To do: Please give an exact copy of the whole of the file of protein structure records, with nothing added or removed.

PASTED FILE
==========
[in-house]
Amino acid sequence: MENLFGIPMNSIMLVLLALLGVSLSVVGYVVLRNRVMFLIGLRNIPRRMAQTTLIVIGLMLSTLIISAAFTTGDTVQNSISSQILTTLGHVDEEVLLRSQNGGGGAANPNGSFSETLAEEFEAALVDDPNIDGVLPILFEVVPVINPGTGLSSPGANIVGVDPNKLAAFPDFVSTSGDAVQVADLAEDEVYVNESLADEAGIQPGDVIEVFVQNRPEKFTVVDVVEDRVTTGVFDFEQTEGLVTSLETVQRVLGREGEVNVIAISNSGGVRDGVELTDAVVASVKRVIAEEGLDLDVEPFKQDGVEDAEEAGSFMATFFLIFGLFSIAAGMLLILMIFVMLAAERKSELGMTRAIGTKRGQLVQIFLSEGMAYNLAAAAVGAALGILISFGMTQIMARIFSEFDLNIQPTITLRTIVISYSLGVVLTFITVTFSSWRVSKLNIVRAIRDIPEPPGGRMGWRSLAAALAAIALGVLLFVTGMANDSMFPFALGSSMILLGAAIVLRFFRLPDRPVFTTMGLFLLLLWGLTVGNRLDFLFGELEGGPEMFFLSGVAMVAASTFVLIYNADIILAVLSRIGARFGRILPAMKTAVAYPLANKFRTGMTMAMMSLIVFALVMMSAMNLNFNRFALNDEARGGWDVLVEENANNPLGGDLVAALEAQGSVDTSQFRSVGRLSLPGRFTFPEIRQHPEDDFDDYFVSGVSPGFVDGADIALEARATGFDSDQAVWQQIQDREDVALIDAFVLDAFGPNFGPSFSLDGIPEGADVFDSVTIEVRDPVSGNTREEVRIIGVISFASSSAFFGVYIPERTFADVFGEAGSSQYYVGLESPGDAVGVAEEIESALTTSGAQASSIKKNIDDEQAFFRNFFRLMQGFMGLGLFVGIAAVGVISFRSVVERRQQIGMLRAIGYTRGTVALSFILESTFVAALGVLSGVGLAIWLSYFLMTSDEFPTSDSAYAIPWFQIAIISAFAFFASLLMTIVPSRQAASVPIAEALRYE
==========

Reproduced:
[in-house]
Amino acid sequence: MENLFGIPMNSIMLVLLALLGVSLSVVGYVVLRNRVMFLIGLRNIPRRMAQTTLIVIGLMLSTLIISAAFTTGDTVQNSISSQILTTLGHVDEEVLLRSQNGGGGAANPNGSFSETLAEEFEAALVDDPNIDGVLPILFEVVPVINPGTGLSSPGANIVGVDPNKLAAFPDFVSTSGDAVQVADLAEDEVYVNESLADEAGIQPGDVIEVFVQNRPEKFTVVDVVEDRVTTGVFDFEQTEGLVTSLETVQRVLGREGEVNVIAISNSGGVRDGVELTDAVVASVKRVIAEEGLDLDVEPFKQDGVEDAEEAGSFMATFFLIFGLFSIAAGMLLILMIFVMLAAERKSELGMTRAIGTKRGQLVQIFLSEGMAYNLAAAAVGAALGILISFGMTQIMARIFSEFDLNIQPTITLRTIVISYSLGVVLTFITVTFSSWRVSKLNIVRAIRDIPEPPGGRMGWRSLAAALAAIALGVLLFVTGMANDSMFPFALGSSMILLGAAIVLRFFRLPDRPVFTTMGLFLLLLWGLTVGNRLDFLFGELEGGPEMFFLSGVAMVAASTFVLIYNADIILAVLSRIGARFGRILPAMKTAVAYPLANKFRTGMTMAMMSLIVFALVMMSAMNLNFNRFALNDEARGGWDVLVEENANNPLGGDLVAALEAQGSVDTSQFRSVGRLSLPGRFTFPEIRQHPEDDFDDYFVSGVSPGFVDGADIALEARATGFDSDQAVWQQIQDREDVALIDAFVLDAFGPNFGPSFSLDGIPEGADVFDSVTIEVRDPVSGNTREEVRIIGVISFASSSAFFGVYIPERTFADVFGEAGSSQYYVGLESPGDAVGVAEEIESALTTSGAQASSIKKNIDDEQAFFRNFFRLMQGFMGLGLFVGIAAVGVISFRSVVERRQQIGMLRAIGYTRGTVALSFILESTFVAALGVLSGVGLAIWLSYFLMTSDEFPTSDSAYAIPWFQIAIISAFAFFASLLMTIVPSRQAASVPIAEALRYE